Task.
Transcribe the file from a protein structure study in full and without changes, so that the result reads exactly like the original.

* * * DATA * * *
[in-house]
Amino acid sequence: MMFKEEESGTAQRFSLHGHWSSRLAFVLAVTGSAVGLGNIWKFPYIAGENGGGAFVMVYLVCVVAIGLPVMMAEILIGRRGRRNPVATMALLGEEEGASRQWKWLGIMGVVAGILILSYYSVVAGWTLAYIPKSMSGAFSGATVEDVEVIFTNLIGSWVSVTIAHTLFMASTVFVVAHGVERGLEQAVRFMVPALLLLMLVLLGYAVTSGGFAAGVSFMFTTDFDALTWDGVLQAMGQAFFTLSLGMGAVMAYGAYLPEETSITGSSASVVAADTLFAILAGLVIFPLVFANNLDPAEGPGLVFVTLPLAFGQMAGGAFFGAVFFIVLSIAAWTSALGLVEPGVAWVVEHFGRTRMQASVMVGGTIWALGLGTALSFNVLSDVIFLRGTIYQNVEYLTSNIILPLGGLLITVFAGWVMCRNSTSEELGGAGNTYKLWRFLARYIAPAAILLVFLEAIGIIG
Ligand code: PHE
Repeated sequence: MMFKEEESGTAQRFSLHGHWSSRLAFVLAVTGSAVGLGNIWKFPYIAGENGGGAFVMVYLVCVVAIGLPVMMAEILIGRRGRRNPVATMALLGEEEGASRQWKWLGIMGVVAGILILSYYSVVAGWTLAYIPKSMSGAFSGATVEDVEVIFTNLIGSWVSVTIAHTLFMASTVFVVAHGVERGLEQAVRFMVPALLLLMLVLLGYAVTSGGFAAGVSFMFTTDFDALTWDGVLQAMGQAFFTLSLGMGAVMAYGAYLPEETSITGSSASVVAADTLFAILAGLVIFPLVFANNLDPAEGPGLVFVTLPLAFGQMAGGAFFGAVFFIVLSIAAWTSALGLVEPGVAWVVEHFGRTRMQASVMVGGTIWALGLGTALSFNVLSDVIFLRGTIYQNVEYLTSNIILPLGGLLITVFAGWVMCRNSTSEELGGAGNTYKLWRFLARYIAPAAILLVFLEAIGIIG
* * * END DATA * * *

[in-house]
Amino acid sequence: MMFKEEESGTAQRFSLHGHWSSRLAFVLAVTGSAVGLGNIWKFPYIAGENGGGAFVMVYLVCVVAIGLPVMMAEILIGRRGRRNPVATMALLGEEEGASRQWKWLGIMGVVAGILILSYYSVVAGWTLAYIPKSMSGAFSGATVEDVEVIFTNLIGSWVSVTIAHTLFMASTVFVVAHGVERGLEQAVRFMVPALLLLMLVLLGYAVTSGGFAAGVSFMFTTDFDALTWDGVLQAMGQAFFTLSLGMGAVMAYGAYLPEETSITGSSASVVAADTLFAILAGLVIFPLVFANNLDPAEGPGLVFVTLPLAFGQMAGGAFFGAVFFIVLSIAAWTSALGLVEPGVAWVVEHFGRTRMQASVMVGGTIWALGLGTALSFNVLSDVIFLRGTIYQNVEYLTSNIILPLGGLLITVFAGWVMCRNSTSEELGGAGNTYKLWRFLARYIAPAAILLVFLEAIGIIG
Ligand code: PHE
Repeated sequence: MMFKEEESGTAQRFSLHGHWSSRLAFVLAVTGSAVGLGNIWKFPYIAGENGGGAFVMVYLVCVVAIGLPVMMAEILIGRRGRRNPVATMALLGEEEGASRQWKWLGIMGVVAGILILSYYSVVAGWTLAYIPKSMSGAFSGATVEDVEVIFTNLIGSWVSVTIAHTLFMASTVFVVAHGVERGLEQAVRFMVPALLLLMLVLLGYAVTSGGFAAGVSFMFTTDFDALTWDGVLQAMGQAFFTLSLGMGAVMAYGAYLPEETSITGSSASVVAADTLFAILAGLVIFPLVFANNLDPAEGPGLVFVTLPLAFGQMAGGAFFGAVFFIVLSIAAWTSALGLVEPGVAWVVEHFGRTRMQASVMVGGTIWALGLGTALSFNVLSDVIFLRGTIYQNVEYLTSNIILPLGGLLITVFAGWVMCRNSTSEELGGAGNTYKLWRFLARYIAPAAILLVFLEAIGIIG